Friday, December 10, 2010

They Needed Your Permission

While coaching a senior executive from a large corporation, she talked about managing her time better.  She said that she should delegate more effectively.  Her role had been recently expanded.  With that came, not only additional accountability and responsibility but also additional staff.  She complained that she is swamped with an exponential increase in emails and actions required of her.  In addition, the number of decisions she had to make increased too. She was busy, busy and busy.  What bothered her was that some of the decisions were rather trivial and she felt that her staff could make them.

It reminded me of a similar situation I was in.  I had just been assigned to lead a larger operation in the Asia Pacific.  Most of the staff had heard of me before my arrival.  But, they really did not know me as a as a person.   I was excited and eager to impress my new team and my management.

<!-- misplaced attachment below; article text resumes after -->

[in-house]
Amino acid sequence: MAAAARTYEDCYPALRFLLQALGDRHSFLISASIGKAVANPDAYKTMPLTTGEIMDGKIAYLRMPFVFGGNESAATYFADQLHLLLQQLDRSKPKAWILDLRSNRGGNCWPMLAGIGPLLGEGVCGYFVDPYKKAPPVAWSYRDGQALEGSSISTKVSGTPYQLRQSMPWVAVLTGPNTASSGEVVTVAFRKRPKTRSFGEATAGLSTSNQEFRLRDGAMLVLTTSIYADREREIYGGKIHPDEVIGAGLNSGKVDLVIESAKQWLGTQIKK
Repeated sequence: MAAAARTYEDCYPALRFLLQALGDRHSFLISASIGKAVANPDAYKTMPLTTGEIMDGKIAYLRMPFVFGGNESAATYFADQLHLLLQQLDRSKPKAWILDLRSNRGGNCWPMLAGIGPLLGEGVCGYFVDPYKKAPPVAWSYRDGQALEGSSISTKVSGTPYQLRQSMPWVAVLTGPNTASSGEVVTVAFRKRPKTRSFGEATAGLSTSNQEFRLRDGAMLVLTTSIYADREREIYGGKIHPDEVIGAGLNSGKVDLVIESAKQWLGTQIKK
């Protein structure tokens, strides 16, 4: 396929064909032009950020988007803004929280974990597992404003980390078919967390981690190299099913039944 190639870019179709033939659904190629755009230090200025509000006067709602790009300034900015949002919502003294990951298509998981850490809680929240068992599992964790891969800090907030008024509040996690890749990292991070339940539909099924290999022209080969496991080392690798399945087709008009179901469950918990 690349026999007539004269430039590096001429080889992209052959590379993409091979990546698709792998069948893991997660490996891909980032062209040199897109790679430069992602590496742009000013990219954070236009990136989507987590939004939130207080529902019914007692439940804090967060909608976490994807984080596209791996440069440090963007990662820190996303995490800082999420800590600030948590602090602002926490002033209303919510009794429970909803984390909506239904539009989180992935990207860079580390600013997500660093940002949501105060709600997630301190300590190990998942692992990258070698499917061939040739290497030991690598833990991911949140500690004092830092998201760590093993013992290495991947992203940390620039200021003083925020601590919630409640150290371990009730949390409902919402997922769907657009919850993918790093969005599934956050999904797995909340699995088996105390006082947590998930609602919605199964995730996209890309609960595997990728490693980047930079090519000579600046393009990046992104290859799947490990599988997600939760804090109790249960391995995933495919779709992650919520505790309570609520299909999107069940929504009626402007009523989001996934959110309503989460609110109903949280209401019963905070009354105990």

A senior manager from my Asia Pacific operation came to me to discuss an issue and to get a decision.  I listened, asked a few questions and without hesitation told him of my decision.  I felt good about my decision and the senior manager executed it flawlessly.  The manager came back some time later with another issue and looked for another decision.  Again, I listened, ask some questions and made my decision.  This time, I felt a little uneasy with the whole episode.  I thought that it wasn’t a difficult decision and that the senior manager could have made it.

The manager came to me for another decision.  Again I listened and asked some questions.  This time, I asked him what decision would he have made if he were me.  He looked surprised and hesitated.  At the end he told me what he would do.  I listened attentively and said, “That is wonderful! I would have taken the same decision.” So off he went and executed the decision.